Bikes parked outside the YMCA at James and Jackson (Image Credit: Ryan McGreal)

The bike rack at the Hunter GO Station was about half-full
The bike rack at the Hunter GO Station was about half-full (Image Credit: Ryan McGreal)

Maybe we're finally starting to turn the corner
Maybe we're finally starting to turn the corner

While the City seems to be getting better at clearing bike lanes, some of them were still covered in snow and slush later in the day. Once that stuff freezes, the bike lane can become impassable for a long time.

Snow-covered bike lane and sidewalk on Young Street west of Wellington (Image Credit: Ryan McGreal)
Snow-covered bike lane and sidewalk on Young Street west of Wellington (Image Credit: Ryan McGreal)

And while it's not quite on topic, I also noticed lots of jammed buses and bikes parked at bus stops throughout the city. I'd love to find out how many more transit riders there are on snow days, when people are uncomfortable driving in icy conditions.

Waiting for the GO bus
Waiting for the GO bus

Big crowd of HSR riders in early afternoon
Big crowd of HSR riders in early afternoon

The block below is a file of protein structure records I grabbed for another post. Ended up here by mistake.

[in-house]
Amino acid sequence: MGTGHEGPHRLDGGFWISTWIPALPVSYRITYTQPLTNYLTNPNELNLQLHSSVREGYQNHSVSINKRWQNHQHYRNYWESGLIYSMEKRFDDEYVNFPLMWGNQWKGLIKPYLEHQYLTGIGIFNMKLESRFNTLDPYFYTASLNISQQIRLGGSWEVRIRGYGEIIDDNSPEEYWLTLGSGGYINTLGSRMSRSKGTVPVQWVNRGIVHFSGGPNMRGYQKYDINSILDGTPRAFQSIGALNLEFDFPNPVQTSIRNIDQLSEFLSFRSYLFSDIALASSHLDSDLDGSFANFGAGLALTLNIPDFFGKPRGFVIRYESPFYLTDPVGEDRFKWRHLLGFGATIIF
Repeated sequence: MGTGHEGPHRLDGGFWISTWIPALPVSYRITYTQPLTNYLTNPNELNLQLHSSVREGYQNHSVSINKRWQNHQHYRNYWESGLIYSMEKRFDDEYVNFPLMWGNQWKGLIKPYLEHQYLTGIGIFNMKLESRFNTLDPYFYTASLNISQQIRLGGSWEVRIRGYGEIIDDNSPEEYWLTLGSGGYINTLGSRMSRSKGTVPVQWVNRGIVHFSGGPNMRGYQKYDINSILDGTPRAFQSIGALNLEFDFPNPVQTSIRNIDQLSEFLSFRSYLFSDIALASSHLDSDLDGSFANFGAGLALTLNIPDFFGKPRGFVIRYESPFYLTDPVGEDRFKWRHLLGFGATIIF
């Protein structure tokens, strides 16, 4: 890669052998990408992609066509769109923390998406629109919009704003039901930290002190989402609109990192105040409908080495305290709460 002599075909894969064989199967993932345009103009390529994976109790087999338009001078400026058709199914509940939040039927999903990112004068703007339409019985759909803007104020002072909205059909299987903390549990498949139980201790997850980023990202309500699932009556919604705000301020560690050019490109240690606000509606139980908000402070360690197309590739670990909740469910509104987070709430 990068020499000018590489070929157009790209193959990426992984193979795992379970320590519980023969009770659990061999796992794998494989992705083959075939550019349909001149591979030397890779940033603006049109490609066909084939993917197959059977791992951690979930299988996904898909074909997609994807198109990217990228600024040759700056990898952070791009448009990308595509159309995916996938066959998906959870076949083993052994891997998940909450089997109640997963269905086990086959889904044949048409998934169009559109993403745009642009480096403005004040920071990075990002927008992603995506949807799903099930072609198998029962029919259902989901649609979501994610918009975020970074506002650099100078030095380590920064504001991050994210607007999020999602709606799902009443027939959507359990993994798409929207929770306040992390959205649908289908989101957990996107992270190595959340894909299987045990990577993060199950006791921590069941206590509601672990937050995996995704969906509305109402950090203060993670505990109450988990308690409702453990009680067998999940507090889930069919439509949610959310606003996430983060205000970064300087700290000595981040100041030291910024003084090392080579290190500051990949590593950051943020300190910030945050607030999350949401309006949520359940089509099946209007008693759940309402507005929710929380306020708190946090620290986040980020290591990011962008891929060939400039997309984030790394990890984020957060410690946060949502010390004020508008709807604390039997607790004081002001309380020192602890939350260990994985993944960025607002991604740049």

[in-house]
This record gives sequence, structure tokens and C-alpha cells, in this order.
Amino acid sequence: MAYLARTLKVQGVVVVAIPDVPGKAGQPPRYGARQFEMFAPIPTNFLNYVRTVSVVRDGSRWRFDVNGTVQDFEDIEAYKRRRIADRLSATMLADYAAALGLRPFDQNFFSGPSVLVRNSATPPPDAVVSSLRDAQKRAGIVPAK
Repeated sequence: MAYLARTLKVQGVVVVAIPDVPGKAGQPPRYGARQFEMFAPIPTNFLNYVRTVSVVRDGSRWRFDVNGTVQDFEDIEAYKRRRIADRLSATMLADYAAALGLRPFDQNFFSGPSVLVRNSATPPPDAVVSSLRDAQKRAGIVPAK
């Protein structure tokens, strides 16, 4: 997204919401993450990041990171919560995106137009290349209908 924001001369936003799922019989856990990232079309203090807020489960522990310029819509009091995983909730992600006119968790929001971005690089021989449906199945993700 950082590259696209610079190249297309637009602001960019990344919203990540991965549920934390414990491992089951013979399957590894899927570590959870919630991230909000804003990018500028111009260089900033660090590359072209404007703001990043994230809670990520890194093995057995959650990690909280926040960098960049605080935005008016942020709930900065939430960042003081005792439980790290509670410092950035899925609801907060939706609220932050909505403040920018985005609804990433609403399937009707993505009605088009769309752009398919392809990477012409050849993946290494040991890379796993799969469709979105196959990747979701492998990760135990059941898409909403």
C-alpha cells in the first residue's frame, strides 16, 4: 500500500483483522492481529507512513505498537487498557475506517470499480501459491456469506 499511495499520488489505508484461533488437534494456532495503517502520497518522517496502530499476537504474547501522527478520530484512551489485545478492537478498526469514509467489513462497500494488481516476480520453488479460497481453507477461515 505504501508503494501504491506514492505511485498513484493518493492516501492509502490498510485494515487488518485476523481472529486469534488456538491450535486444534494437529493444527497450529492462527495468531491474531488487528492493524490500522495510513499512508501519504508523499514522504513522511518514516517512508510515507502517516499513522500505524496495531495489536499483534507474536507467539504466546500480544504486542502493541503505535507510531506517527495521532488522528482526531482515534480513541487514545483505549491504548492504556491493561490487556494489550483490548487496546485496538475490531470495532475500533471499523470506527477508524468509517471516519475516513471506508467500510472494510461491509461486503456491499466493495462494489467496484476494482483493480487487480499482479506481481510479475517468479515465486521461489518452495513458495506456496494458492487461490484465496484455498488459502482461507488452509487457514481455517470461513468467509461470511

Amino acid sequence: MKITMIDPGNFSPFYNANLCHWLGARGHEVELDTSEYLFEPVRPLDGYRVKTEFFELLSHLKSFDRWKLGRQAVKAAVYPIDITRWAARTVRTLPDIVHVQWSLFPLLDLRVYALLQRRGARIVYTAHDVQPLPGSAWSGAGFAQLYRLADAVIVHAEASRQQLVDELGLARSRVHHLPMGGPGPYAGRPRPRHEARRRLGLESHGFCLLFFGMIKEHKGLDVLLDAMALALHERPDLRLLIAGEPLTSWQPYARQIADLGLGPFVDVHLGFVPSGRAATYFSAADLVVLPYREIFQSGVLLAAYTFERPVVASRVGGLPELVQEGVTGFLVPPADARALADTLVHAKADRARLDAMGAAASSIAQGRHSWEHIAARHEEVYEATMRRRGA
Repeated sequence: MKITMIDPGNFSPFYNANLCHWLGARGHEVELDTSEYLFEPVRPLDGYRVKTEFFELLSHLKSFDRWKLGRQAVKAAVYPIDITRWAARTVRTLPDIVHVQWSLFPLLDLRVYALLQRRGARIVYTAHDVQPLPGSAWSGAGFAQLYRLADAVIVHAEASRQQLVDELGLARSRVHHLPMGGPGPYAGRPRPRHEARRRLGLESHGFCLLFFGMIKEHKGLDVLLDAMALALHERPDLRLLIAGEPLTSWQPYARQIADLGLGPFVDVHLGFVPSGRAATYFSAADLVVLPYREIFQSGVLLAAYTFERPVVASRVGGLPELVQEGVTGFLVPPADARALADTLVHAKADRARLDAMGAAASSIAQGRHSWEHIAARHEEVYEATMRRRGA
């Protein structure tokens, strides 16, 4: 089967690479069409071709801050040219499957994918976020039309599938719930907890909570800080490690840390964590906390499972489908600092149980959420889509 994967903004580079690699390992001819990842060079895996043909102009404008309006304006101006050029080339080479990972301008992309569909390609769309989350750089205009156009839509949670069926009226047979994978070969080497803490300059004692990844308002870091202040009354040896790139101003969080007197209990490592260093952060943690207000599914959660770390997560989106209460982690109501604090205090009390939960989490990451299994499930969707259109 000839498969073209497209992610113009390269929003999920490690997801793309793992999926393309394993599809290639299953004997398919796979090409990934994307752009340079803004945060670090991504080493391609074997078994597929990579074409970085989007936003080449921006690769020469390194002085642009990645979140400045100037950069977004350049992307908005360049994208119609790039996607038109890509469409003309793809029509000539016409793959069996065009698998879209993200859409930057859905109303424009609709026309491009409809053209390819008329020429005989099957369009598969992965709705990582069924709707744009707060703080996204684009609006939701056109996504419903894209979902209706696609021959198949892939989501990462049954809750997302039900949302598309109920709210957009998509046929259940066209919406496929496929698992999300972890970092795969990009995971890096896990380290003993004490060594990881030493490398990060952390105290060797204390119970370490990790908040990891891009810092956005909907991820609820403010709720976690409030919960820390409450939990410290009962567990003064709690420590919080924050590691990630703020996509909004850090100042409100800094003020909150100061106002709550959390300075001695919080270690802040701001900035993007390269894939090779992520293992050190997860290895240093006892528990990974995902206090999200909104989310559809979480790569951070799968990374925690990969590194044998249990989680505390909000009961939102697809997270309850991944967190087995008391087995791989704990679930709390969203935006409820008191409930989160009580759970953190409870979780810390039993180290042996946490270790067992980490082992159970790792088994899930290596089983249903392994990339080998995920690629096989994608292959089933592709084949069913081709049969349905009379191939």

We get the city we build for. It's really that simple. The more we build for a city where people have real choices in how to get around, the more choices people will make.

With files from Ryan McGreal

Jason Leach was born and raised in the Hammer and currently lives downtown with his wife and children. You can follow him on twitter.

8 Comments

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By KevinLove (registered) | Posted January 14, 2016 at 15:14:15

Here are a few aspirational videos of what we could be like here in Hamilton all winter long. See:

https://bicycledutch.wordpress.com/tag/s...

http://www.aviewfromthecyclepath.com/sea...

http://wintercyclingblog.org/2014/10/17/...

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By mdrejhon (registered) - website | Posted January 14, 2016 at 19:01:05

Good stuff! The heatmap is particularly telling. More people are brightly lighting up the more attractive bike routes such as the Cannon cycle track. People driving on Main/King will see virtually no bikes, it almost doesn't show up on this heatmap.